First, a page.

The story went that two Muulwürfli sisters decided enough was enough and they set up several cells of similarly minded moles in the area and orchestrated the gradual death of the settlement’s economy and a revolt within the army. Every night for several years, the moles would burrow under the treasury and steal the coins, newly arrived from Rome, that were destined for the pay of the soldiers.
What did they do with all that money, I asked, thinking about what I would do if I were so rich. Mama frowned at me. In our family it was considered bad form to talk about money. Filthy lucre, Papa called it, but nonetheless he translated.
The grizzled old Muulwürfli who had until now been telling the tale with toothless glee, looked serious. The sisters, he told us, had wanted to distribute the hoard among all the Chronberg moles, but when they tunnelled to the burrows where the coins had been stashed, the coffers were bare.
There was a lot of bad feeling, each clan accusing the others. It was generally felt that the sisters, having got all the other moles to do the heavy work, had pulled a fast one. It wasn’t true, the old Muulwürfli said, the sisters lived humble lives. But the Muulwürfli Ursprung clan became outcasts, until recently only allowed to live on the periphery of the Chronberg. Now, though, after all these centuries, they had reclaimed their ancestral burrow.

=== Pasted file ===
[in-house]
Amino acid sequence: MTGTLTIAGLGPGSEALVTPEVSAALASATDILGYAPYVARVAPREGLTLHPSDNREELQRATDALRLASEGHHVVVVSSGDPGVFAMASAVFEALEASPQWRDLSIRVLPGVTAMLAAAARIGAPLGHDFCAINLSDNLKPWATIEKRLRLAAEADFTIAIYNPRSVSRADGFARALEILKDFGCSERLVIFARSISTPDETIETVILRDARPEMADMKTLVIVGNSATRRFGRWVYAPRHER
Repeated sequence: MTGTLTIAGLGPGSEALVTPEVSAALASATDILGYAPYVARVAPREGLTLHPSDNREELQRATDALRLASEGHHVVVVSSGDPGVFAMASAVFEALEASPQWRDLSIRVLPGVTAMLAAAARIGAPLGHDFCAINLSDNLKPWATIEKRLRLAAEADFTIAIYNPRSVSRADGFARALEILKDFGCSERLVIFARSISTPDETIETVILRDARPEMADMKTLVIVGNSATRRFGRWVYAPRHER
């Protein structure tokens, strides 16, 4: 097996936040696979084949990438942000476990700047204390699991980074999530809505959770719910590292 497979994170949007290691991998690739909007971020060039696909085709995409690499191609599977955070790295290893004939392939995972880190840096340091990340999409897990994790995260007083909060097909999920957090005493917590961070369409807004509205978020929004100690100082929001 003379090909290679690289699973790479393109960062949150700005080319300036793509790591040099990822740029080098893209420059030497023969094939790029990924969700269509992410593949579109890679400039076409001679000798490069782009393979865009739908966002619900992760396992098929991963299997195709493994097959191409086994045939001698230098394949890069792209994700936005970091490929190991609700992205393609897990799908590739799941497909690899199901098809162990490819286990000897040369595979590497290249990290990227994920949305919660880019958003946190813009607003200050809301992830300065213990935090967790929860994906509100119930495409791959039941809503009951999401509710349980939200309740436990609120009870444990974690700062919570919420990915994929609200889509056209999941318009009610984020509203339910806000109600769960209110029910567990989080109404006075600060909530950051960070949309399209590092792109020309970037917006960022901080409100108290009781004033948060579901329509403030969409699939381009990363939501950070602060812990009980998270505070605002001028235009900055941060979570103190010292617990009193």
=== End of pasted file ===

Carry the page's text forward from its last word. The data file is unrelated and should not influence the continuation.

It was dusk when we departed. It would be past midnight when we got home. The Ursprung clan gave us bags and bags of cherries to sustain us on our journey home.
Today I have been feeding myself cherries to ease the flow of my dehoarding. The juice is dribbling down my pelt just as it did then. But it is not just the cherries that have precipitated me into telling you this story. The other day I stumbled across a news item.
A farmer in Chronberg, tending his cherry orchard, had seen something strange in a mole hill. He dug a bit and found a coin, and then another. Fifteen kilos of coins were uncovered – over 4000, – newly minted, dated between 274 and 296 AD. It was hard on the map to see exactly where this was but I could have sworn it was where the grizzled old Muulwürfli Ursprung had pointed out his burrow. Had he known all along – but kept the hoard? Had he died not telling his heirs – who then, in their eagerness to extend the burrow for their ever increasing families, had dug the coins to the surface without recognising what they were?
I like to think that it wasn’t the sisters who kept the stash, but that it was taken by less scrupulous members of the clan, who kept it until the broohaha died down – except it never did. Perhaps they gloated over it, but they could never cash in.
Is this a little morality tale tailored to me? Is it to remind me that hoards that aren’t allowed to breathe and move on and find new outlets are ultimately useless and only clog up their custodians?
That is not to say that I will not keep the treasures that hold the stories of my clan so that I might recount them here.